A look inside Arkansas Alehouse | Eat Arkansas

A look inside Arkansas Alehouse

by

2 comments
Thai chili garlic wings
  • Thai chili garlic wings


img_7848.jpg
Eager to give fans of their product a place to sit together, drink, and have a bite of food, the folks behind Diamond Bear Brewing Co. have brought their brewpub restaurant, Arkansas Alehouse, to North Little Rock. It’s only a few weeks into being fully operational, but the restaurant off Broadway St. already seems to be drawing quite a crowd. Perhaps general manager, Matt Beachboard, has something to do with that…and the fact that he and his brother, John, have been associated with some of the state’s most popular restaurants for years now, Big Orange and ZAZA. I wouldn’t be surprised if several anxious admirers have thought, “With a name like Beachboard, it has to be good.”

I was able to stop in this week to get a peek and what they’ve been able to put together so far. There’s still some kinks to be worked out, to be sure, but there’s some promise there, too.

Walking in, the customer wanders through a small retail store full of Diamond Bear merchandise…t-shirts, hats, bottled beer, etc. A sharp left leads the guest into a smallish, one-room bar and restaurant with around a dozen or so small tables, a moderately sized bar area, a few TVs, and several large windows showing off the insides of the brewery. It’s simply decorated in blues and golds, nothing fancy, with a very casual “come-as-you-are” attitude written all over it.

While the restaurant doesn't currently offer a complete selection of its own Diamond Bear beers, they still carry some of their own select brews, like the pale ale and a few IPAs, along with a selection of outside beers, including Saddlebock, Abita and Stone's Throw, just to name a few.

The one-page menu is small—diners choose from a half-dozen appetizers, a handful of sandwiches, a couple soups, and a few dessert options. While their German-style pretzels, seemed like an intriguing way to being the meal, we were quickly informed that they had none that night. We also considered their “Borrelnootjes,” a Dutch version of beer nuts made with peanuts wrapped in a “cruncy-sweet shell.”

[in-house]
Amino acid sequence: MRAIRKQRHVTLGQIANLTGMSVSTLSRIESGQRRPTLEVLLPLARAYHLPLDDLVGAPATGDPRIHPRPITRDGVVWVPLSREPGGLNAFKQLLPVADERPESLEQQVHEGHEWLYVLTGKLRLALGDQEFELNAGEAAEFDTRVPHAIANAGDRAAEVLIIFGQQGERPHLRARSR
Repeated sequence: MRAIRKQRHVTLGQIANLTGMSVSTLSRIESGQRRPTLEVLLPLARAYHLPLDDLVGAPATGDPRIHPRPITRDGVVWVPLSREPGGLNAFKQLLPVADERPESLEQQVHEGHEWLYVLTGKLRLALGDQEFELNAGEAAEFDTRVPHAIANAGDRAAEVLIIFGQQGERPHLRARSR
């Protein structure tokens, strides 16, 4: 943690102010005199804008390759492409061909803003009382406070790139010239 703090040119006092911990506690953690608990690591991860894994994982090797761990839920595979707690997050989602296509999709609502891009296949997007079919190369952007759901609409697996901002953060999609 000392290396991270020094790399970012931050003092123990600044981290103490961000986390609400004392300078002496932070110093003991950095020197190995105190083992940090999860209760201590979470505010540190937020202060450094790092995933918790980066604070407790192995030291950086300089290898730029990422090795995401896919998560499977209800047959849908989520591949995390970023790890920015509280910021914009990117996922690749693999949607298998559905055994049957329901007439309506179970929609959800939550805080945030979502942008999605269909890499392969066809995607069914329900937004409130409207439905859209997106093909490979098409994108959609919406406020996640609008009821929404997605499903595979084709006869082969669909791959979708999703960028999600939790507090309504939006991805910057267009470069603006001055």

We settled on an order of their brats ($6.75). We were brought out two sausages, sliced and served alongside whole grain mustard dijonnaise and a jalapeño aioli dipping sauces. The sausages were good—soft, tender, and flavorful—but the portion felt a little small. Still, everyone at our table enjoyed them, and their jalapeño sauce was a very nice accompaniment. We also sampled one of their two wing options ($6.75), the Thai-style chili garlic wings (passing on the Southern-style version with mustard and vinegar BBQ sauce). Our wings were also tasty, slightly sweet and a little crispy, but without much spice as we’d hoped for and they also felt a bit small, without much meat clinging to each bone.

We tried their version of red beans and rice ($4/cup) which came loaded with bits of andouille sausage. It’s cooked with Diamond Bear’s Two Term Double IPA, which did give it a slightly malty, milder flavor. It’s thicker and sweeter than other versions we’ve eaten, too.

Fresno club
  • Fresno club

Brats
  • Brats
We ended with sandwiches—these are served with a bag of Miss Vickie’s chips or with their house-made German potato salad for a $2 upgrade. Our table sampled the “El Cubano” ($8.25) with pickles, yellow mustard, fat back ham, pulled pork, and provolone on grilled sourdough. There was also a veggie sandwich ($7.25) with grilled zucchini, tomato, caramelized onion, goat cheese (the menu says ‘brie,” however) with an olive and fig tapenade.

I enjoyed my “Fresno Club,” ($8.25) with bacon, ham, smoked turkey, basil and sundried tomato mayo. It was quite flavorful with good quality meats, just the right amount of dressing up with condiments. The flat iron steak sandwich ($9.25) was also successful, with its caramelized onions, jalapeño aioli, medium-rare steak, and smoked provolone. We’d have no problem ordering both these sandwiches again. A few in our group sampled with German potato salad, which had promise, but went a bit too heavy on the black pepper.

We passed on desserts this time. There’s only 3 options here, but the fried sweet pretzel was unavailable and the “Diamond Beer root beer float” is (unfortunately) still being made with A&W, as they’re not yet serving up their own root beer (it’s coming in a couple weeks, apparently).

The restaurant was busy, nearly every seat was full this night—hopefully the alehouse can keep that going. I imagine things will continue to improve as their beer selection increases and a few of the featured menu items not offered this night become available.

Arkansas Alehouse is located at 600 N. Broadway St. in North Little Rock. The restaurant is open for lunch (11 a.m.-2 p.m.) and dinner (5 p.m.-9 p.m.) Tuesday through Sunday.

img_7851.jpg


Red beans and rice
  • Red beans and rice

Flat iron steak sandwich
  • Flat iron steak sandwich
img_7849.jpg

img_7852.jpg

img_7847.jpg



From the ArkTimes store

Comments (2)

Showing 1-2 of 2

Add a comment
 

Add a comment

Clicky